Introduction: Many patients with a traumatic brain injury (TBI) cannot communicate because of altered level of consciousness. Although observation of pain behaviors (e.g., frowning) is recommended for pain assessment in nonverbal populations, they are attenuated and sometimes even suppressed in patients with TBI receiving high doses of sedatives. This study explored the potential utility of the bilateral bispectral index system (BIS) for pain detection in critically ill adults with TBI and altered level of consciousness.
Methods: Using a repeated measure within-subject design, participants (N = 25) were observed for 1 minute before (baseline), during, and 15 minutes after two procedures: (a) noninvasive blood pressure (nonnociceptive) and (b) turning (nociceptive). At each assessment, BIS indexes (0-100) of the right (R) and left (L) hemispheres and pain behaviors were documented.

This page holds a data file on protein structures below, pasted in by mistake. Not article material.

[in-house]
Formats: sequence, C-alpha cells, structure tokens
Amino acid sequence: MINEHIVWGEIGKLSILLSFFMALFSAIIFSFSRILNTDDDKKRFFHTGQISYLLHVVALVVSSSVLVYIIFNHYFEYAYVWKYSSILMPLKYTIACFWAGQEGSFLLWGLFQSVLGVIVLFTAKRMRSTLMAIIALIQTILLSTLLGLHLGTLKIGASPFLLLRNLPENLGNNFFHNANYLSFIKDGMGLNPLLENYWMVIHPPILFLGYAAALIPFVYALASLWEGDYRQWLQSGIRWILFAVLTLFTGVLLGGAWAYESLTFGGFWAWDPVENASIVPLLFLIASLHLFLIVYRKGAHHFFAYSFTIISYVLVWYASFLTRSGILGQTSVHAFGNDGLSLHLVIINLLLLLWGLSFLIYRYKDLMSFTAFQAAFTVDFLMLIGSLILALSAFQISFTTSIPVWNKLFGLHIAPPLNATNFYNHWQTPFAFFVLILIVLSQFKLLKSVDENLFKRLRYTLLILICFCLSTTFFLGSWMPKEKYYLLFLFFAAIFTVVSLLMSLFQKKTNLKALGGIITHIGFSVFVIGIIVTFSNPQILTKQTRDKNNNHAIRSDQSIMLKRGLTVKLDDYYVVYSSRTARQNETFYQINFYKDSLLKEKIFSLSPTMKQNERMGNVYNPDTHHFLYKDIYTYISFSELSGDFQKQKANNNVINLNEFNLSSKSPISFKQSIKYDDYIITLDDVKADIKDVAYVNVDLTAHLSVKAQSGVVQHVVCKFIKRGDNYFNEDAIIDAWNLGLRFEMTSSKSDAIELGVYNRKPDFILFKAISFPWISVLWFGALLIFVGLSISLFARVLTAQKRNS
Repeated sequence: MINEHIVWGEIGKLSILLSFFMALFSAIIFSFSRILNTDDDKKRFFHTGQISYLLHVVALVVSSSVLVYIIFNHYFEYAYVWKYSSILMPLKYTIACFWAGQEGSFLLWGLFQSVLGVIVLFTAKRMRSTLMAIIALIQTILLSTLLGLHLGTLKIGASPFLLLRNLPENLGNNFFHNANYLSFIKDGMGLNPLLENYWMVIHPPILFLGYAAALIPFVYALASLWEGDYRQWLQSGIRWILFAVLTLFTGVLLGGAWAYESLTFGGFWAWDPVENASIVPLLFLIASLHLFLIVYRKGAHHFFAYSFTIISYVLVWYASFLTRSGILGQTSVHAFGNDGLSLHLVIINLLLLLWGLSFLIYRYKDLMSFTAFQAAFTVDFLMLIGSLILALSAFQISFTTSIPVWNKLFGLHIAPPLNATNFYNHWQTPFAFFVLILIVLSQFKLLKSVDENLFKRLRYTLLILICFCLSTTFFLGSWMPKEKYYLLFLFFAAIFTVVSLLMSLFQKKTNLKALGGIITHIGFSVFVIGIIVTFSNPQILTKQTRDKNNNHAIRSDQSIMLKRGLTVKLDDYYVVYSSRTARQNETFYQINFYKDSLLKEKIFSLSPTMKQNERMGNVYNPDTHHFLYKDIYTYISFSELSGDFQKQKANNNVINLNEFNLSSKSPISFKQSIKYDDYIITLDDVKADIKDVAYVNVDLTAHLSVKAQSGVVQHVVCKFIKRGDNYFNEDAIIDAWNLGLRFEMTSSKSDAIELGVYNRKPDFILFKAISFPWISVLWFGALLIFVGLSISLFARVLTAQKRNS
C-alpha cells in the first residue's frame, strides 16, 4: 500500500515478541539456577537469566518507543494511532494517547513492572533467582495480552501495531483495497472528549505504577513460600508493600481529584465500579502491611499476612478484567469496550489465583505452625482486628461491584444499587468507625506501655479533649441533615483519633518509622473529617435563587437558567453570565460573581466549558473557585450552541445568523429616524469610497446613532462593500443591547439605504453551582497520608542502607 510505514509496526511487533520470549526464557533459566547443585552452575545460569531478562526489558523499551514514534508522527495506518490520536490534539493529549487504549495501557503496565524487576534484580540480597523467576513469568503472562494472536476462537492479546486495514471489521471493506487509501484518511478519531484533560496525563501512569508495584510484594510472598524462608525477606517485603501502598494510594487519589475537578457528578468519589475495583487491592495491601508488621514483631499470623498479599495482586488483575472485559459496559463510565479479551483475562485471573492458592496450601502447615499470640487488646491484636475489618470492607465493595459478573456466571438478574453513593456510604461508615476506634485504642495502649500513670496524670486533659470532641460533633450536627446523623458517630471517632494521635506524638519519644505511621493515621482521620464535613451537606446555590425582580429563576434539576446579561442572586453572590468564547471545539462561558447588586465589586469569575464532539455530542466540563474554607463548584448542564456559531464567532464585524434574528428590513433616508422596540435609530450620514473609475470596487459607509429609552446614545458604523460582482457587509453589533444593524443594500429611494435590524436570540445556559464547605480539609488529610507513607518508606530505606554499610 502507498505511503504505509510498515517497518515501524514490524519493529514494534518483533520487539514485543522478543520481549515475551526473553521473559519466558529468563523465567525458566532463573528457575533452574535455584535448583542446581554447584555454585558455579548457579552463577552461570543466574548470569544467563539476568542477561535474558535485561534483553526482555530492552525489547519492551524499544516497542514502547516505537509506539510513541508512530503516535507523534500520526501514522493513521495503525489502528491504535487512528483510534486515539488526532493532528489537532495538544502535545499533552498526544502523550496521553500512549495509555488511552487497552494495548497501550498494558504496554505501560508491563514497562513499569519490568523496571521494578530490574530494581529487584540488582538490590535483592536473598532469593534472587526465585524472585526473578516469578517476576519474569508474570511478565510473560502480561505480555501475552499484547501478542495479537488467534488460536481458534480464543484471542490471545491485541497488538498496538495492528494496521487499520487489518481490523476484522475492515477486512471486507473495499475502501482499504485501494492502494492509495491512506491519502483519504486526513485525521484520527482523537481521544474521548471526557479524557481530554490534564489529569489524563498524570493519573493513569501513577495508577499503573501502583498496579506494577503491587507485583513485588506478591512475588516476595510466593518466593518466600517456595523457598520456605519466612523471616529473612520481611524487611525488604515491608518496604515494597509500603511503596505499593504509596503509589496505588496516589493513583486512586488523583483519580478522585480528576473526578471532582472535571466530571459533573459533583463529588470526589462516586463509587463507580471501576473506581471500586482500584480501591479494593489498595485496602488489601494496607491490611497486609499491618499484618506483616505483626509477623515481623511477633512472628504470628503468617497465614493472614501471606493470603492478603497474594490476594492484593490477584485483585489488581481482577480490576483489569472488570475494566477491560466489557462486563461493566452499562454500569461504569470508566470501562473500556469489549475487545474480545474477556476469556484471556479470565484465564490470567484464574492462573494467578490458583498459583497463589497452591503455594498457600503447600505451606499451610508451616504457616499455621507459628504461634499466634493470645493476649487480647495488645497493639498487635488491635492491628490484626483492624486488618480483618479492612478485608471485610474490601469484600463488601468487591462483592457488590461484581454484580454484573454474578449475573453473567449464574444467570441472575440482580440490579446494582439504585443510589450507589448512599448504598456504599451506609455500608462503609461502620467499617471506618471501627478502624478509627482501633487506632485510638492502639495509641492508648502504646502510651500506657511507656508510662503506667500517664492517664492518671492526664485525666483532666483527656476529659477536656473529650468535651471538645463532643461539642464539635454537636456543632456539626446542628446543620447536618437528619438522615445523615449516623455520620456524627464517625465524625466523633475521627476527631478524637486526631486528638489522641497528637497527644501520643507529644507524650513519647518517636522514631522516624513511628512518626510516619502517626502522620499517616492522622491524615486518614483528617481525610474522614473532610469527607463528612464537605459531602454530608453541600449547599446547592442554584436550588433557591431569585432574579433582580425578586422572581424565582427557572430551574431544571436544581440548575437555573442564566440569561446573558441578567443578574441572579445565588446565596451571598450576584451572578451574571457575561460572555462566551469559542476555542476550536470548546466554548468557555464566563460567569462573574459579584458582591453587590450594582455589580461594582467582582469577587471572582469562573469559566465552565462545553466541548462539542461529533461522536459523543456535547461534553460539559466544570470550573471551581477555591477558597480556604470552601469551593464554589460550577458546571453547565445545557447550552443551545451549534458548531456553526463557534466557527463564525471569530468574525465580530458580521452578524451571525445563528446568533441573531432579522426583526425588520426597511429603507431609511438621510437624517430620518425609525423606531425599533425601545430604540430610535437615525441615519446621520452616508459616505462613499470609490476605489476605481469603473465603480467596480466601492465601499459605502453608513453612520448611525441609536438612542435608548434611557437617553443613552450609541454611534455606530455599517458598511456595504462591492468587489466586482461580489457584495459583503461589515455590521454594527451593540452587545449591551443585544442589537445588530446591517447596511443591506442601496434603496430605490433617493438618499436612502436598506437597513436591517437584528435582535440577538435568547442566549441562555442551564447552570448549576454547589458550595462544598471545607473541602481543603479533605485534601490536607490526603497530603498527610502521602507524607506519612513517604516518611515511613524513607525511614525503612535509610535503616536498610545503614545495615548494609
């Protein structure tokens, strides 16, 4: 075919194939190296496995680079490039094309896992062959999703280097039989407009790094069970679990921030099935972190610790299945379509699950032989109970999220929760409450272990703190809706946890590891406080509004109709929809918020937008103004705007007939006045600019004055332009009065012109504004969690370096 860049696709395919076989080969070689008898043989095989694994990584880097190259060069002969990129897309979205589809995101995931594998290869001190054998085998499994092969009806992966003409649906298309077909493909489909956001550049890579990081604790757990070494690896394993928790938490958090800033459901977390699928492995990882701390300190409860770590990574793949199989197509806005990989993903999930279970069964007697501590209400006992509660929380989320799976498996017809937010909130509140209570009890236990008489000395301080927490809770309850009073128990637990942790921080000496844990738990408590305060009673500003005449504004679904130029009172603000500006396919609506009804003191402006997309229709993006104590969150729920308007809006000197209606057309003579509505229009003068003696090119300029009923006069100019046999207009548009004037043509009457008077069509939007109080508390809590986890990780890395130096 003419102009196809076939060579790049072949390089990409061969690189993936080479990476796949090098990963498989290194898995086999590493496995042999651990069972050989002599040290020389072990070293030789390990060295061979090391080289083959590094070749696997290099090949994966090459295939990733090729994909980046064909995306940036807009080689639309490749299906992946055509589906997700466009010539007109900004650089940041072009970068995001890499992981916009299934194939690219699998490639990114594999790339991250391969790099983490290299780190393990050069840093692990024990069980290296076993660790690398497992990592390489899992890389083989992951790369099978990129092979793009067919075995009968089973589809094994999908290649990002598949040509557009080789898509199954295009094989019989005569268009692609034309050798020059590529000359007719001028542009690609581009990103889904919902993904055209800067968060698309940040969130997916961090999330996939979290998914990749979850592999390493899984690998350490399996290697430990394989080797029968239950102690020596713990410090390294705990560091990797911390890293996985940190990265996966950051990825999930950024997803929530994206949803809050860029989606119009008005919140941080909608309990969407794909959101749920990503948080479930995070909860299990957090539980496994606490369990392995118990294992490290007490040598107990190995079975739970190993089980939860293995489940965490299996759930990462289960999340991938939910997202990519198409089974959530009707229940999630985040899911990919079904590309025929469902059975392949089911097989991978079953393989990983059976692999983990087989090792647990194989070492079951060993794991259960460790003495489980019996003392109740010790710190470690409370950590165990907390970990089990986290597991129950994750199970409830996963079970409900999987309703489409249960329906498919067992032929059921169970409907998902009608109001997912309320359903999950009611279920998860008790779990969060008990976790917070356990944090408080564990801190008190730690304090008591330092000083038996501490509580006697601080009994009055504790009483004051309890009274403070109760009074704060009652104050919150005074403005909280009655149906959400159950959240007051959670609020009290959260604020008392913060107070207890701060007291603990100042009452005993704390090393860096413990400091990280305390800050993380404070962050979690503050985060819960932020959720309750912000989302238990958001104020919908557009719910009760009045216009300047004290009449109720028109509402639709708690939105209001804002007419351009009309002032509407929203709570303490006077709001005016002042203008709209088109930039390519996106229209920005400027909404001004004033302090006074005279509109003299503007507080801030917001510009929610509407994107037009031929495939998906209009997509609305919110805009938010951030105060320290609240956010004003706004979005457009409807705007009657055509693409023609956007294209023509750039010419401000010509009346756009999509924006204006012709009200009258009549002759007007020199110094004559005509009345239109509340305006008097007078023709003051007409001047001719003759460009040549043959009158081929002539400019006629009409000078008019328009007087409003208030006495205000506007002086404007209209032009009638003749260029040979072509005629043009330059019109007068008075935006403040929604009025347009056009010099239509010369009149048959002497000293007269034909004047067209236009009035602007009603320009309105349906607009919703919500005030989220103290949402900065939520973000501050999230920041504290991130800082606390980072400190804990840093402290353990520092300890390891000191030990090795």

Results: Compared with baseline, significant median increases (p ≤ .05) in BIS-R (+4.93%) and BIS-L (+8.43%) and in the frequency of pain behaviors (+3.00) were observed during turning but not noninvasive blood pressure. Interestingly, increases in BIS-R were more pronounced in participants with left-sided TBI (+17.23%, p = .021) than those with right-sided TBI (+3.01%). BIS-R fluctuations in participants with left-sided TBI were also positively correlated (r(s) = .986, p ≤ .001) with the frequency of pain behaviors observed during turning.
Conclusions: Overall, only increases in BIS-R were correlated with participants' pain behaviors and in those with left-sided TBI exclusively. Although further research is needed, our findings support the potential use of the bilateral BIS for pain detection in nonverbal patients with TBI who cannot behaviorally respond to pain, but only when they have a left-sided injury.